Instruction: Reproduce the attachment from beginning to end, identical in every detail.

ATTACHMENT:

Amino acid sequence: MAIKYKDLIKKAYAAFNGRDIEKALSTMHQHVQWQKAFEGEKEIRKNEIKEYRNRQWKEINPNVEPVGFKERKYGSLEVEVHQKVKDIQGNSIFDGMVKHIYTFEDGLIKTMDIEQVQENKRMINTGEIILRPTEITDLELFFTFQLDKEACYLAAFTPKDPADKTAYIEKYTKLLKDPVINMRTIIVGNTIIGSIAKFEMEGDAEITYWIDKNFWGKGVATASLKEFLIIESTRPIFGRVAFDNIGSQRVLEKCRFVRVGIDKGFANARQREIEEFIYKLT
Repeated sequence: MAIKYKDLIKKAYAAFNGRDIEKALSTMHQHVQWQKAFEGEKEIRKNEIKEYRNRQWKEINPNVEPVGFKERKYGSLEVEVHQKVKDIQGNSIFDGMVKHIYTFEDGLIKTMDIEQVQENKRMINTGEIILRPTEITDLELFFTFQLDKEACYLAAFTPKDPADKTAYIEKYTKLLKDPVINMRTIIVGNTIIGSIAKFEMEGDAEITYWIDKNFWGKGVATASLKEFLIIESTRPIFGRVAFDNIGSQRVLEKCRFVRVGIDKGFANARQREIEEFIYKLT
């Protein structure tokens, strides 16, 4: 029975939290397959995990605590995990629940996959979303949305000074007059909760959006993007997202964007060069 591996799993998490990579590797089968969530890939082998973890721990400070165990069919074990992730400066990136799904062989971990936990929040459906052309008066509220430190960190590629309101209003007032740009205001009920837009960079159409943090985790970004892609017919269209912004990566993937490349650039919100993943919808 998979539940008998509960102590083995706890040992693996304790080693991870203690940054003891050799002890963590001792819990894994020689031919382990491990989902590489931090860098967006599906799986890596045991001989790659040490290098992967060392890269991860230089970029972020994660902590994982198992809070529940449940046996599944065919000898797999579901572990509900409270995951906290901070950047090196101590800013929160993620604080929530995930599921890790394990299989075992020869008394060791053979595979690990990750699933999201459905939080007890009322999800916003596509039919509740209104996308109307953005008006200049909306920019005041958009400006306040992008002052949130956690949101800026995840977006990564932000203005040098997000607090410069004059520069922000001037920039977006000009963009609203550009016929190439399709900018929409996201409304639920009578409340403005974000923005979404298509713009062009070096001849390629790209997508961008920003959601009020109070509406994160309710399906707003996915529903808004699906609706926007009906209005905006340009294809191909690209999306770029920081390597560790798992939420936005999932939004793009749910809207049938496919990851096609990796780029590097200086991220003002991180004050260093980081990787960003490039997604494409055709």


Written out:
Amino acid sequence: MAIKYKDLIKKAYAAFNGRDIEKALSTMHQHVQWQKAFEGEKEIRKNEIKEYRNRQWKEINPNVEPVGFKERKYGSLEVEVHQKVKDIQGNSIFDGMVKHIYTFEDGLIKTMDIEQVQENKRMINTGEIILRPTEITDLELFFTFQLDKEACYLAAFTPKDPADKTAYIEKYTKLLKDPVINMRTIIVGNTIIGSIAKFEMEGDAEITYWIDKNFWGKGVATASLKEFLIIESTRPIFGRVAFDNIGSQRVLEKCRFVRVGIDKGFANARQREIEEFIYKLT
Repeated sequence: MAIKYKDLIKKAYAAFNGRDIEKALSTMHQHVQWQKAFEGEKEIRKNEIKEYRNRQWKEINPNVEPVGFKERKYGSLEVEVHQKVKDIQGNSIFDGMVKHIYTFEDGLIKTMDIEQVQENKRMINTGEIILRPTEITDLELFFTFQLDKEACYLAAFTPKDPADKTAYIEKYTKLLKDPVINMRTIIVGNTIIGSIAKFEMEGDAEITYWIDKNFWGKGVATASLKEFLIIESTRPIFGRVAFDNIGSQRVLEKCRFVRVGIDKGFANARQREIEEFIYKLT
């Protein structure tokens, strides 16, 4: 029975939290397959995990605590995990629940996959979303949305000074007059909760959006993007997202964007060069 591996799993998490990579590797089968969530890939082998973890721990400070165990069919074990992730400066990136799904062989971990936990929040459906052309008066509220430190960190590629309101209003007032740009205001009920837009960079159409943090985790970004892609017919269209912004990566993937490349650039919100993943919808 998979539940008998509960102590083995706890040992693996304790080693991870203690940054003891050799002890963590001792819990894994020689031919382990491990989902590489931090860098967006599906799986890596045991001989790659040490290098992967060392890269991860230089970029972020994660902590994982198992809070529940449940046996599944065919000898797999579901572990509900409270995951906290901070950047090196101590800013929160993620604080929530995930599921890790394990299989075992020869008394060791053979595979690990990750699933999201459905939080007890009322999800916003596509039919509740209104996308109307953005008006200049909306920019005041958009400006306040992008002052949130956690949101800026995840977006990564932000203005040098997000607090410069004059520069922000001037920039977006000009963009609203550009016929190439399709900018929409996201409304639920009578409340403005974000923005979404298509713009062009070096001849390629790209997508961008920003959601009020109070509406994160309710399906707003996915529903808004699906609706926007009906209005905006340009294809191909690209999306770029920081390597560790798992939420936005999932939004793009749910809207049938496919990851096609990796780029590097200086991220003002991180004050260093980081990787960003490039997604494409055709």